Putin’s allies pump millions into GOP campaigns through proxies — thanks to Citizens United
The landmark Citizens United case and related campaign finance laws may be facilitating Russia’s attempt to subvert U.S. democracy, the Dallas News reports.
According to an analysis of public campaign finance reports, a group of Russian-linked political donors with ties to Vladimir Putin funnel money to Donald Trump and the GOP through legal campaign contributions that have, thus far, faced little-to-no scrutiny by the federal government.
That could be changing. In September, it was reported that special counsel Robert Mueller is investigating three donors with ties to Russia who contributed a combined total of $2 million to funds controlled by Trump. All three of the men have financial and business ties to Russian oligarchs who are intricately linked with Putin.
As the Dallas News explains, one of those men is Ukrainian-born billionaire Leonard Blavatnik, who holds dual American and British citizenship. Blavatnik at one time offered political donations on a bipartisan basis, giving small contributions to both parties from 2009 to 2014.
From 2015 to 2016, Blavatnik stopped donating to both political parties, and instead contributed $6.35 million to GOP political action committees. According to the Center for Responsive Politics, Blavatnik and two other Russian-linked donors began pumping donations to the Republican National Committee “just as Trump was on the verge of securing the Republican nomination.”
Since April 2016, Blavatnik has donated $383,000 to the RNC, with $12,700 going to the RNC legal fund. That account paid Trump’s legal bills in the Russia investigation until November. Blavatnik also donated $1 million to Trump’s inauguration fund, ABC reports.
By all accounts, Blavatnik is a success story. Having grown up in the U.S.S.R, he moved to the United States in the ’70s, then returned just before the fall of the Soviet Union, amassing his fortune in oil, gas and heavy industry in Putin’s Russia.
He also has extensive ties to Russian oligarchs that are directly linked to Putin. Blavatnik holds a stake in Rusal, which was founded by Russian aluminum magnate Oleg Deripaska. As the Dallas News notes, Putin’s state-controlled bank owns “nearly 4 percent of Deripaska’s stake in Rusal.”
Trump’s former campaign chairman Paul Manafort—who’s been indicted on money laundering and conspiracy charges as part of Mueller’s probe—had a $10 million annual contract with Deripaska through his lobbying firm. He reportedly offered the Russian oligarch “private briefings” two weeks before Trump secured the Republican nomination.
Blavatnik is also publicly associated with Viktor Vekselberg, a Putin ally who owns part of the Bank of Cyprus—which handed over Manafort’s bank records to Mueller in November, Bloomberg reports. Blavatnik and Vekselberg are co-founders of the Renova Group.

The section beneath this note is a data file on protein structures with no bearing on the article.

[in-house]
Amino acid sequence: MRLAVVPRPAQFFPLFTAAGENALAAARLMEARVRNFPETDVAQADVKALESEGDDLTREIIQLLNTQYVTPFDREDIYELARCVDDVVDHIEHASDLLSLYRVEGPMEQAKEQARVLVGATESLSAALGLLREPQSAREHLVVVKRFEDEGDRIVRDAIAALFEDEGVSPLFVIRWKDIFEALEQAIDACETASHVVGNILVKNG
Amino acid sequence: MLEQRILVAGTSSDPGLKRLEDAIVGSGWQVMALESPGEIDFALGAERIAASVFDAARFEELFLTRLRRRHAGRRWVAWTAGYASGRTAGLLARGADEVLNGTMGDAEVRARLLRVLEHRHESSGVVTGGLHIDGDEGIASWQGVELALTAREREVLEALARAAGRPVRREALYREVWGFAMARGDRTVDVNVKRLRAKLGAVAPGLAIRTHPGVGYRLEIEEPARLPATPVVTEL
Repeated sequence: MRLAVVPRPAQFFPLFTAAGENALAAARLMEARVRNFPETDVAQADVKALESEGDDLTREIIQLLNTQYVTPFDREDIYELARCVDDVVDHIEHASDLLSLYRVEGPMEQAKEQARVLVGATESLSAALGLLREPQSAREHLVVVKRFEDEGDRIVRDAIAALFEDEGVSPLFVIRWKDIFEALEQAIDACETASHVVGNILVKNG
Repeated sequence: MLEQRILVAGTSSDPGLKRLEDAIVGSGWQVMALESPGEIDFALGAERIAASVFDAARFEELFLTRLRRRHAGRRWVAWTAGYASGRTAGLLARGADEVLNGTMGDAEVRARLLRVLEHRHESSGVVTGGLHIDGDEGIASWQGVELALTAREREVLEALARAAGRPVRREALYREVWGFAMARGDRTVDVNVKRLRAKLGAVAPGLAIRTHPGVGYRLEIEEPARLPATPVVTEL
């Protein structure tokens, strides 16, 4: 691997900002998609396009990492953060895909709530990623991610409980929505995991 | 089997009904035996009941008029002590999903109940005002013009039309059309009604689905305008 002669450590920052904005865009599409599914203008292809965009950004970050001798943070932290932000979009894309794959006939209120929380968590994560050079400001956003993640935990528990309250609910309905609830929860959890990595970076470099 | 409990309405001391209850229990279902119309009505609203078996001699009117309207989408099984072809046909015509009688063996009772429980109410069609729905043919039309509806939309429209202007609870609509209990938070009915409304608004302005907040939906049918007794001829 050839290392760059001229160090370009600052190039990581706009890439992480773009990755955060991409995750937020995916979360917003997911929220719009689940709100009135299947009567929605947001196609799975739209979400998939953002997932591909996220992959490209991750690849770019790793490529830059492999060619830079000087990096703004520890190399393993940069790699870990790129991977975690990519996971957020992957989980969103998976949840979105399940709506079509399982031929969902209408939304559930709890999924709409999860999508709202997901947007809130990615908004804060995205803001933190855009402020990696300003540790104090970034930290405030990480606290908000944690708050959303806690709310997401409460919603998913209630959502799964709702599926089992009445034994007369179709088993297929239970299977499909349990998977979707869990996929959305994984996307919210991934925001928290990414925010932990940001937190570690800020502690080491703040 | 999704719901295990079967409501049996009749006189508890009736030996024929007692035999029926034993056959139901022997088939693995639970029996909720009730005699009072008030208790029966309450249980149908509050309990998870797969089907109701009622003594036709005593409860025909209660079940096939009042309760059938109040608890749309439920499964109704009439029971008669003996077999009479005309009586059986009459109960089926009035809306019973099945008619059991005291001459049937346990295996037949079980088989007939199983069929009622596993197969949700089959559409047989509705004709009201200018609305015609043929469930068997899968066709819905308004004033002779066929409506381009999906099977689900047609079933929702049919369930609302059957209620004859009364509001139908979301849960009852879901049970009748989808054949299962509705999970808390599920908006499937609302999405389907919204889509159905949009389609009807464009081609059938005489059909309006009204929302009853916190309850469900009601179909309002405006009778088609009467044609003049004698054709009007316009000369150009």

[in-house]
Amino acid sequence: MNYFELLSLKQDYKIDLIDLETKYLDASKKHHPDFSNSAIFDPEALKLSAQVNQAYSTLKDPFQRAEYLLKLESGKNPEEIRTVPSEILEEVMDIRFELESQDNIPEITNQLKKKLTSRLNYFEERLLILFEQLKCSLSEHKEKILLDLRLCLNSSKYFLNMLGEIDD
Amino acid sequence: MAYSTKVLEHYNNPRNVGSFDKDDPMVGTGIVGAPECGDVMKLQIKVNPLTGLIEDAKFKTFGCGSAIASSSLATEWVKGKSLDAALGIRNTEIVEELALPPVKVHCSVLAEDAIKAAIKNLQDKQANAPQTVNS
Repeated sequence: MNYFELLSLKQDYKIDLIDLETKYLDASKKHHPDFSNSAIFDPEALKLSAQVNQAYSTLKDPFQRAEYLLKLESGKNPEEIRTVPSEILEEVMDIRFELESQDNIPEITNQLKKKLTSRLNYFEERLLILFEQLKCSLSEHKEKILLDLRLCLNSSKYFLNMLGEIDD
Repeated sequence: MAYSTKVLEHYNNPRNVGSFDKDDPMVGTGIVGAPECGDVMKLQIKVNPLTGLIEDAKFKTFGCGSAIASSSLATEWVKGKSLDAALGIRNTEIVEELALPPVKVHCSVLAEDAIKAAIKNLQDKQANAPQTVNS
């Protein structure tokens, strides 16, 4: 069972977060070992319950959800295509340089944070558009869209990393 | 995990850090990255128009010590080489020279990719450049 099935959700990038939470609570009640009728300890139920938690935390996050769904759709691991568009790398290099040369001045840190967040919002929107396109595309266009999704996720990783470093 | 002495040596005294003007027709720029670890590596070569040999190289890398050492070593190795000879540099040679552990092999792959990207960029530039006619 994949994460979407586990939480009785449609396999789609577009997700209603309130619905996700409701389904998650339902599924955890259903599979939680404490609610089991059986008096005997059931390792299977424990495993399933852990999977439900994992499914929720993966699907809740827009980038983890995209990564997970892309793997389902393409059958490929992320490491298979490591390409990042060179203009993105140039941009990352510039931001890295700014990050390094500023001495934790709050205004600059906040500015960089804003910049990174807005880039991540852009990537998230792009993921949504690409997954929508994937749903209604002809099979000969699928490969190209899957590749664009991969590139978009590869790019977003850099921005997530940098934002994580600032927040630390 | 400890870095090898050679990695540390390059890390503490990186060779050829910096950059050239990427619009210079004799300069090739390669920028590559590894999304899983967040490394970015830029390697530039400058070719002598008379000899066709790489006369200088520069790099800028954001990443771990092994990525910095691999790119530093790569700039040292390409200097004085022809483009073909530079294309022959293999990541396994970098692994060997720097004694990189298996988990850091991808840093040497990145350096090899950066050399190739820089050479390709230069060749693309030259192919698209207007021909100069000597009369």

Along with Blavatnik, Mueller is also reportedly scrutinizing $285,000 in donations from U.S. citizen Andrew Intrater, the head of Columbus Nova—which a subsidiary of Renova Group. Intrater is Vekselberg’s cousin.
The third identified as a possible target of Mueller’s investigation is oil magnate Simon Kukes, a Russian-born American chemist who Open Secrets reports “contributed more than $150,000 to Trump’s campaign and joint fundraising committee, Trump Victory.”
Dallas News identifies a fourth major donor with known ties to the Russian government as IMG Artists chief executive Alexander Shustorovich. In total, those four men “made $10.4 million in political contributions from the start of the 2015-16 election cycle through September 2017, and 99 percent of their contributions went to Republicans,” according to the report.
Perhaps the most insidious connection, however, is the one to Trump’s campaign and Citizens United. U.S. corporations and individuals can donate as much money as they want to political campaigns through political action committees and non-profit organizations thanks to David Bossie, chairman of the conservative group Citizens United. Bossie led the effort to remove limits on campaign finance laws. He was also deputy campaign manager to the Trump presidential campaign.
The Dallas News notes that many of Trump’s most prominent backers, including Robert and Rebekah Mercer and Erik Prince, benefit immensely from the Citizens United ruling. Dan Backer, and Russian-born emigre and the general counsel for three pro-Trump political action committees, was also the lead attorney for the 2014 Supreme Court case that removed a cap on the number of candidates and political parties wealthy donors can contribute to.
The campaign finance laws currently in place mean the donations from these Russia-linked businessmen fall within our current framework. As House intelligence committee ranking member (D-CA) Adam Schiff explained to ABC News, “unless the contributions were directed by a foreigner, they would be legal.”
Still, Schiff argued, they could “be of interest to investigators examining allegations of Russian influence on the 2016 campaign.”
“Obviously, if there were those that had associations with the Kremlin that were contributing, that would be of keen concern,” Schiff added. “… The oligarchs are really part and parcel of service to the Kremlin. They can be called upon at basically Putin’s will to do what he needs done. It gives them some distance from the Kremlin, it gives them some plausible deniability.”